Some questions to ask yourself before you sign up for a new smartphone plan


Smartphone shopper, know thyself. (Photo by Atsushi Tomura/Getty Images)

Buying a smartphone plan has become a bit more complicated in the past year, as carriers have started offering more options than just  the standard two-year contract. That's not a bad thing for consumers -- in many cases, it can actually be very good -- but it can be confusing.

So, whether you're buying a phone to send to campus with your college-bound child,  researching plans to go with a new phone you may be eyeing in the fall, or getting a really early jump on Christmas shopping, here are a few tips to choose the phone plan that's best for you.

Figure out your priorities: When looking at buying a phone these days, the first step should be figuring out how much data you need. As you research plans on different carriers, you may adjust your needs based on what you're willing to pay. But going in with a clear picture of how much data you use -- whether it's a lot or almost none -- will be your best guide for finding a plan that fits you. If you're more of a talker than a surfer -- a rarity these days -- you can skimp on the data part of the plan and focus on talking and texting. If you're a big app user, listen to a lot of music, or will need the phone to do a lot of research or work, then it's more important to go for carriers with more generous data plans to help avoid overage fees.

Sprint, for instance, offers the most plans for unlimited data of the four major carriers, which start at $60 a month. But Sprint doesn't have a good reputation for data speed in most places, though calls are generally fine. Verizon and AT&T, meanwhile, have no unlimited data plans but do have good, broad coverage with plans that should satisfy most data users for about the same price.  T-Mobile's network also has a fairly good reputation for data and voice -- starting at $50 a month for a phone plan --  but its fastest network speeds aren't available in as many places across the country when compared to its larger competitors.

Location, location, location: You should also consider where you're going to be using the phone the most. That sounds like a no-brainer, but there are plenty of parents who buy phones for their college-bound kids, only to find that their carrier of choice has horrible coverage on campus. And asking around has its benefits -- just looking at a map won't tell you if Verizon has a dead zone in the science building or that Sprint just doesn't want to work in the freshman dorms.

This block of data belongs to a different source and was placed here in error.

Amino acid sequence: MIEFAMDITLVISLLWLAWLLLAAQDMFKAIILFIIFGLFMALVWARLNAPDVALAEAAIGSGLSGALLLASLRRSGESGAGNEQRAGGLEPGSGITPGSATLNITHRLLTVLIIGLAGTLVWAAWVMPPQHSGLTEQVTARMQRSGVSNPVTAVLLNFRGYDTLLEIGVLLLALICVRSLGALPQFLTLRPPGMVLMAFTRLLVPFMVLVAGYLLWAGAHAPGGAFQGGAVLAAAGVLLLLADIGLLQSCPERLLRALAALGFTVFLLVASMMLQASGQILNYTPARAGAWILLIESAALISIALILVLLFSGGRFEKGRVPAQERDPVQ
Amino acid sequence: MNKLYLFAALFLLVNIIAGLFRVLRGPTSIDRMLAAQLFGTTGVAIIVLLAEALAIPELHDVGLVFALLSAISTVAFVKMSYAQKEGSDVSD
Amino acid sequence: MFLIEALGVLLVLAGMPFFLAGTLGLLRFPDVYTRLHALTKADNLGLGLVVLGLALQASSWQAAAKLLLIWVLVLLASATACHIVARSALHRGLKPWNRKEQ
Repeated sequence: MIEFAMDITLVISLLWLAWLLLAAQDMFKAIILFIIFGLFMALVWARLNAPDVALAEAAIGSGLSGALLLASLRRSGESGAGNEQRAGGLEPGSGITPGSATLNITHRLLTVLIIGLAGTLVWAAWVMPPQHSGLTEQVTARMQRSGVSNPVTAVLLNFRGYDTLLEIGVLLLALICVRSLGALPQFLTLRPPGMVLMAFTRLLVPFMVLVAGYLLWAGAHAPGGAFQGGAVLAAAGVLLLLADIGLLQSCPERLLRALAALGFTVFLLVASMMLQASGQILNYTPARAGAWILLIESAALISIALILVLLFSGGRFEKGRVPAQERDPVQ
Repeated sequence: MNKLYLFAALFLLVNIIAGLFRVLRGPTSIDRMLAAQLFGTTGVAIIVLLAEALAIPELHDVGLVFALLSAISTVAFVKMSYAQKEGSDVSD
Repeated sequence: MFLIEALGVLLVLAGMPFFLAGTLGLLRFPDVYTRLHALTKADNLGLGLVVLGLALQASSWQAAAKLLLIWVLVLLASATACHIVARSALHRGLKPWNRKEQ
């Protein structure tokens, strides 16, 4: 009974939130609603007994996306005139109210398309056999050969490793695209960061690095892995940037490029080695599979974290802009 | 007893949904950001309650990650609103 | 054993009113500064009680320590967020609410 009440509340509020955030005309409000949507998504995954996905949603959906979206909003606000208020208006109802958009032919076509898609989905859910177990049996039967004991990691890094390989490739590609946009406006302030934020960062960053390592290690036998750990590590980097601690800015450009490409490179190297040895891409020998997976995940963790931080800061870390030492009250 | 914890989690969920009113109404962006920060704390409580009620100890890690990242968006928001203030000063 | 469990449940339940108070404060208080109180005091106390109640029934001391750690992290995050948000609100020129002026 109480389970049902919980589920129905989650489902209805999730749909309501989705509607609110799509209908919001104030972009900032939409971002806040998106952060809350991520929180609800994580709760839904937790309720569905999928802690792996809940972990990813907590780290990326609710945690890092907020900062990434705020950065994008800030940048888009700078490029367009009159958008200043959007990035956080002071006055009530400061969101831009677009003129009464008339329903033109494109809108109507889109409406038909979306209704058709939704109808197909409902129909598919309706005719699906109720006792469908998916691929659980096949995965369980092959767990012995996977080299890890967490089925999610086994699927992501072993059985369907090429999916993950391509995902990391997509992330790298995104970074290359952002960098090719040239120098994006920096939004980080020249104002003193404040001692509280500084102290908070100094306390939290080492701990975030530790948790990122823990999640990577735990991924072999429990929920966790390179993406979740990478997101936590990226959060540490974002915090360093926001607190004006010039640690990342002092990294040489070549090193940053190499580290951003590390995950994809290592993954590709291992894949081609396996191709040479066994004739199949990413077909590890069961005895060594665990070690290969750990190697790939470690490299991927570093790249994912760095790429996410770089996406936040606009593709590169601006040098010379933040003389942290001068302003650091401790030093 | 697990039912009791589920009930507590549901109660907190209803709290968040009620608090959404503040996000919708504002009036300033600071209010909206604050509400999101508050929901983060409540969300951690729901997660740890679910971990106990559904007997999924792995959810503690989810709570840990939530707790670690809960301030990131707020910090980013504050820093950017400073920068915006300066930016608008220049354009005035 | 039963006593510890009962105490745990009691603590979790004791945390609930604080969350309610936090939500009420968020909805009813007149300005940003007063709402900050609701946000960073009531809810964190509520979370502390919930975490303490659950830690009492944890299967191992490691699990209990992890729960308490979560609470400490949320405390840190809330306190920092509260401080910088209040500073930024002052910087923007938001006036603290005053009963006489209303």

Think about commitment: The new wave of plans introduced over the past year has been aimed at the growing number of people who are sick of getting locked into a two-year contract every time they buy a new phone. For those who like to upgrade frequently, or have particularly bad luck with cracked screens, you might consider a plan that lets you upgrade your device more quickly.

T-Mobile is the champion of this kind of plan -- it doesn't offer anything else -- but will require you to buy your device separately. New T-Mobile smartphone plans start at $50 a month for 1 GB of data. For 3GB, it's $60 a month; an unlimited plan runs $80 a month. Other carriers have followed suit with options that require consumers to pay for their devices separately from the phone plan, which lets customers avoid early upgrade fees.

These plans allow customers to purchase a device in monthly payments. AT&T's Next plan lets you switch in 12 or 18 months, rather than two years; Verizon's Edge program lets you upgrade every year. At Sprint, the "Easy Pay" option lets you upgrade your phone whenever you want and pay the device cost over two years.

But if you're not the kind of person who needs to get a new phone every year, you might prefer a contract plan in order to subsidize the price of your device. A new, two-year contract phone at AT&T, Verizon or Sprint with 2 GB of data, for example, should still cost you less than paying the monthly fees and device cost on T-Mobile.

Just adding a line? For families, the options get a little more interesting, because you'll be sharing pools of data and talk time among multiple lines. Sprint recently introduced all-new family plans that offer 20 GB of data split among up to 10 lines for $100 a month, though users can opt for a range of plans that run between $20 and $150 a month based on how much data they want to use.

Sprint's $100 plan compares well with family plans from Verizon, AT&T and T-Mobile because of how generous it is with data -- 20 GB  is a lot, even shared. (The average smartphone user goes through a little more than 1 GB of data a month, according to a 2013 survey from Fierce Wireless and the NPD Group.) So while you may want to avoid overages, you should also make sure you're not leaving data on the table.

The benefits of jumping ship: Wireless phones are a cutthroat business these days, and there are plenty of deals to be had if you're willing to switch carriers. This week, T-Mobile announced that it is offering a free year of LTE data to anyone who convinces a friend from a different network to switch. (The person who switches also gets a free year of data, of course.) Keep an eye out for deals like these, particularly if you're unhappy with your current network, to get the most out of a new plan.

Hayley Tsukayama covers consumer technology for The Washington Post.
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Hayley Tsukayama · August 22